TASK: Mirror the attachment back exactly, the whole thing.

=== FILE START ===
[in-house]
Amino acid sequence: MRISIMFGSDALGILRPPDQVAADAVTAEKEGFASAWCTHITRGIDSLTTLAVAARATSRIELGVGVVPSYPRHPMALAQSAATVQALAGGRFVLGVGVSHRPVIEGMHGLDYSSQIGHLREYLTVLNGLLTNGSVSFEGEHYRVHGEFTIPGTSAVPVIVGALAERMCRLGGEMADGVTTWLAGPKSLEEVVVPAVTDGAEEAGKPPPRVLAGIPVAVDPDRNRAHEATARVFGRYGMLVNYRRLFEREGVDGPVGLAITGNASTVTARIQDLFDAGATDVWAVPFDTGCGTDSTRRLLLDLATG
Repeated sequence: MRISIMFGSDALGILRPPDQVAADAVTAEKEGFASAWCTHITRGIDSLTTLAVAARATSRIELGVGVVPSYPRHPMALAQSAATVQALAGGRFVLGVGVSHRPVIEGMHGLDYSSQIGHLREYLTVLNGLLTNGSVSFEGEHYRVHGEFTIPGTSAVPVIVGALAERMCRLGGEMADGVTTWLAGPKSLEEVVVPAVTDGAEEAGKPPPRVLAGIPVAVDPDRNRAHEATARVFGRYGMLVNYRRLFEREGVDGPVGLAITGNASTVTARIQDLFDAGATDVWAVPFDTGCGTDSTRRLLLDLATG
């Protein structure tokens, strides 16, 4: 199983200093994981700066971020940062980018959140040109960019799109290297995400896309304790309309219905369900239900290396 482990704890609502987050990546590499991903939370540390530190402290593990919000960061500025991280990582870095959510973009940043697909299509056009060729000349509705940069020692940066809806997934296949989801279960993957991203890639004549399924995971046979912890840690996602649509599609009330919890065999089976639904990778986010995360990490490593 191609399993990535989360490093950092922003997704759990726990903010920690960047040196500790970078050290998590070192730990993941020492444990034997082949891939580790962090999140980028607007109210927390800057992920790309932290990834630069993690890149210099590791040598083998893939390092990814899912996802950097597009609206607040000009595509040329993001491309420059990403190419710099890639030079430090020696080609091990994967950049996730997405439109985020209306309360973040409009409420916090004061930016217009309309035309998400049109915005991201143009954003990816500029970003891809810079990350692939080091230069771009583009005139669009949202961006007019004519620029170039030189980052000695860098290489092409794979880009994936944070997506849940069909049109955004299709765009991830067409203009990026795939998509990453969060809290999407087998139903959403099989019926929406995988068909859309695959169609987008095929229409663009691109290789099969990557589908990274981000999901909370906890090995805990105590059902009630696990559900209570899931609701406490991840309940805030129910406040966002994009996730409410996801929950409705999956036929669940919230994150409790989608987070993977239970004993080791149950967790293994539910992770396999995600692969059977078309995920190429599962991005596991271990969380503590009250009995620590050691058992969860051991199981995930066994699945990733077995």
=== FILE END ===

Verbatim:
[in-house]
Amino acid sequence: MRISIMFGSDALGILRPPDQVAADAVTAEKEGFASAWCTHITRGIDSLTTLAVAARATSRIELGVGVVPSYPRHPMALAQSAATVQALAGGRFVLGVGVSHRPVIEGMHGLDYSSQIGHLREYLTVLNGLLTNGSVSFEGEHYRVHGEFTIPGTSAVPVIVGALAERMCRLGGEMADGVTTWLAGPKSLEEVVVPAVTDGAEEAGKPPPRVLAGIPVAVDPDRNRAHEATARVFGRYGMLVNYRRLFEREGVDGPVGLAITGNASTVTARIQDLFDAGATDVWAVPFDTGCGTDSTRRLLLDLATG
Repeated sequence: MRISIMFGSDALGILRPPDQVAADAVTAEKEGFASAWCTHITRGIDSLTTLAVAARATSRIELGVGVVPSYPRHPMALAQSAATVQALAGGRFVLGVGVSHRPVIEGMHGLDYSSQIGHLREYLTVLNGLLTNGSVSFEGEHYRVHGEFTIPGTSAVPVIVGALAERMCRLGGEMADGVTTWLAGPKSLEEVVVPAVTDGAEEAGKPPPRVLAGIPVAVDPDRNRAHEATARVFGRYGMLVNYRRLFEREGVDGPVGLAITGNASTVTARIQDLFDAGATDVWAVPFDTGCGTDSTRRLLLDLATG
């Protein structure tokens, strides 16, 4: 199983200093994981700066971020940062980018959140040109960019799109290297995400896309304790309309219905369900239900290396 482990704890609502987050990546590499991903939370540390530190402290593990919000960061500025991280990582870095959510973009940043697909299509056009060729000349509705940069020692940066809806997934296949989801279960993957991203890639004549399924995971046979912890840690996602649509599609009330919890065999089976639904990778986010995360990490490593 191609399993990535989360490093950092922003997704759990726990903010920690960047040196500790970078050290998590070192730990993941020492444990034997082949891939580790962090999140980028607007109210927390800057992920790309932290990834630069993690890149210099590791040598083998893939390092990814899912996802950097597009609206607040000009595509040329993001491309420059990403190419710099890639030079430090020696080609091990994967950049996730997405439109985020209306309360973040409009409420916090004061930016217009309309035309998400049109915005991201143009954003990816500029970003891809810079990350692939080091230069771009583009005139669009949202961006007019004519620029170039030189980052000695860098290489092409794979880009994936944070997506849940069909049109955004299709765009991830067409203009990026795939998509990453969060809290999407087998139903959403099989019926929406995988068909859309695959169609987008095929229409663009691109290789099969990557589908990274981000999901909370906890090995805990105590059902009630696990559900209570899931609701406490991840309940805030129910406040966002994009996730409410996801929950409705999956036929669940919230994150409790989608987070993977239970004993080791149950967790293994539910992770396999995600692969059977078309995920190429599962991005596991271990969380503590009250009995620590050691058992969860051991199981995930066994699945990733077995």